When you set up a new business, one of the first things you need to put into place is insurance. Whether this is employers’ liability insurance, buildings insurance or contents insurance, it makes sense to know you’re protected. But what would happen to your business if you were no longer there or able to take care of it? This is where Lasting Powers of Attorney (LPA) can help.
Appointing an attorney is like taking out another form of insurance for your business – it’s the peace of mind in knowing that someone you trust will be there to take care of things if you aren’t able to do so. Problems with the business could affect a range of people – from your customers who may be reliant on your service or products, to your employees who depend on their wages, to your family who may feel the strain should your business suffer. While it may seem obvious who would take over your business affairs if you were required to stop working, an LPA is required for this to go into affect. Without an LPA, your trusted partner or colleague would not have an automatic right to handle your affairs and there is no guarantee of what would happen to your business, so it needs to be formally put in writing.
But who should you appoint? A business Lasting Powers of Attorney is different to a personal Lasting Powers of Attorney and it’s important to know what you are granting someone the power to do. In most circumstances, an attorney is able to buy and sell property, organise insurance, access bank statements and accounts, invest assets, and deal with taxes on your behalf – so it is crucial you choose someone you trust. Unlike a personal LPA, a business attorney may not necessarily be a friend or relative, but rather someone who knows the business well and who you trust with your professional affairs. If you have a business partner, they would be the obvious choice. Should you not have just one person who you trust with everything, you may be able to elect more than one attorney – for example, you may wish to elect a colleague to take care of accounts and business decisions, but a family member to take care of property or assets.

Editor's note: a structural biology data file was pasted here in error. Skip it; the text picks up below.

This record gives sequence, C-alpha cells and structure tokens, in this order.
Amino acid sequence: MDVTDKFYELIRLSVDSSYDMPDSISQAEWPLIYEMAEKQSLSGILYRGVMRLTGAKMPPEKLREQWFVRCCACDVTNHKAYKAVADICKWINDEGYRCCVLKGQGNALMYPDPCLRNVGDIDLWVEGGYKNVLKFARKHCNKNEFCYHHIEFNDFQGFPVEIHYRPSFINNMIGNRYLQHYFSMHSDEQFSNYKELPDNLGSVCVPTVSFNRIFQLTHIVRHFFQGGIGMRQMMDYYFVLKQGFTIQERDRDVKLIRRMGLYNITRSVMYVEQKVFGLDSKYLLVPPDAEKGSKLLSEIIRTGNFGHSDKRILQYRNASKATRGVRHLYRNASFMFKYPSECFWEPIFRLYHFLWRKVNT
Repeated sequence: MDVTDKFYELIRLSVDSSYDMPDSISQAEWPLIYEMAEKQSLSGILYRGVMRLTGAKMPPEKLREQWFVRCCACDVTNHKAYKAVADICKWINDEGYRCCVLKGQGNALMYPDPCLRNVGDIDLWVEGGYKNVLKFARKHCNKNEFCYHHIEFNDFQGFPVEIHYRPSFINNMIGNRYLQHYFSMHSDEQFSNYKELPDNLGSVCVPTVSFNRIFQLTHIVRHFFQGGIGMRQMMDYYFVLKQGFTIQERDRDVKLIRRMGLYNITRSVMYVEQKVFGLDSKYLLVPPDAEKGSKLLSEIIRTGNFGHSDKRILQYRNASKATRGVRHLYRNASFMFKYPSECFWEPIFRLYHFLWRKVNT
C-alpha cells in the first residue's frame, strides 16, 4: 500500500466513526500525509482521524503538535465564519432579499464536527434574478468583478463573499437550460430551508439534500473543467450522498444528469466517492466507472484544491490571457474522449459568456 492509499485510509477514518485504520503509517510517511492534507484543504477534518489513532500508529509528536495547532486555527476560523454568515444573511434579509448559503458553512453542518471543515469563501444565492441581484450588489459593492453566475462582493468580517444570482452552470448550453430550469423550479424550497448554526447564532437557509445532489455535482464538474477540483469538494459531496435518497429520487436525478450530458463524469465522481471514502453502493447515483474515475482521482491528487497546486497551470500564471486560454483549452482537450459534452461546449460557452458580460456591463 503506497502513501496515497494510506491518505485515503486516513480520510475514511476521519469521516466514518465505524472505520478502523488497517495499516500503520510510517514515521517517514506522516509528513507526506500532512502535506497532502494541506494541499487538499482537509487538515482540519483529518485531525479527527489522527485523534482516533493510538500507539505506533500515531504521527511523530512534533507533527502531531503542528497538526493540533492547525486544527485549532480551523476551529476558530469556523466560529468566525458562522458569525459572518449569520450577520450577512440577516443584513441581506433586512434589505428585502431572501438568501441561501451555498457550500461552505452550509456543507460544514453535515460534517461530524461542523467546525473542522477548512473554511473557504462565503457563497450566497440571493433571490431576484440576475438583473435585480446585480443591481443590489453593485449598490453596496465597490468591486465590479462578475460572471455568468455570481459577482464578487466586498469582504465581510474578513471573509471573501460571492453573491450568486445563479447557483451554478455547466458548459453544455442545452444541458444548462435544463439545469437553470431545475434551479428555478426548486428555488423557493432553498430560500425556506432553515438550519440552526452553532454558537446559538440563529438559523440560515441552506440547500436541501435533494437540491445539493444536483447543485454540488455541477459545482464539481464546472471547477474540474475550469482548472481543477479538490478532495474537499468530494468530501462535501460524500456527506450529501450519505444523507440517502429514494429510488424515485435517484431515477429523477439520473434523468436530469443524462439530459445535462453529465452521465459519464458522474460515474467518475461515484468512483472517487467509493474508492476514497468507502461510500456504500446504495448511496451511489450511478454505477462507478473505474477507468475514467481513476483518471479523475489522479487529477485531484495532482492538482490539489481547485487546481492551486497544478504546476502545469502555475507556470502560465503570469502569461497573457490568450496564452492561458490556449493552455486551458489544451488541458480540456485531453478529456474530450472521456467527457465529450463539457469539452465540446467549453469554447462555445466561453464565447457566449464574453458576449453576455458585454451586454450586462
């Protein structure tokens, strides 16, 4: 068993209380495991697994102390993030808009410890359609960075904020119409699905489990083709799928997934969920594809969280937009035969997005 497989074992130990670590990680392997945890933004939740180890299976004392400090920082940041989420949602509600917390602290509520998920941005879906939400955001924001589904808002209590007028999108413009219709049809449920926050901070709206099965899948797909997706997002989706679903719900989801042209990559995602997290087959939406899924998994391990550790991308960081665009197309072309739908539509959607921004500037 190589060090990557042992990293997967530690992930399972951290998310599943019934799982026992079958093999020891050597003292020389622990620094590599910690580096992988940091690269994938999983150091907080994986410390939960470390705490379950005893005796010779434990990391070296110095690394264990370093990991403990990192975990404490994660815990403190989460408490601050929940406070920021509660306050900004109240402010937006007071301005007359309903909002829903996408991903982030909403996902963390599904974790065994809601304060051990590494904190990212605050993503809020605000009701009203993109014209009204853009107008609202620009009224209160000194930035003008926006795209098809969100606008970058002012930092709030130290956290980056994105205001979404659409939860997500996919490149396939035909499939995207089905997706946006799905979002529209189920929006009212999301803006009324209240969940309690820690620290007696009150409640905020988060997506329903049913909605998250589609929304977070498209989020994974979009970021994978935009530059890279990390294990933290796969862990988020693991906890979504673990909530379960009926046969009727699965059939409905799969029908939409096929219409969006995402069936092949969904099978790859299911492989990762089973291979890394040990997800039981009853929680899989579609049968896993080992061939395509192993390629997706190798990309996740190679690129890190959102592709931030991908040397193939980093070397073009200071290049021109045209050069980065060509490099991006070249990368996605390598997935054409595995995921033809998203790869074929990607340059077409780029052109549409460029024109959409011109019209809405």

Following recent changes in the law, appointing an attorney is now significantly more complicated. We have created an information sheet, outlining all the necessary information required to make and implement your decision, however, we highly recommend contacting a trusted solicitor. Our team of professionals have years of experience and can assist you from the beginning to the end of the process, ensuring that your business is in safe hands.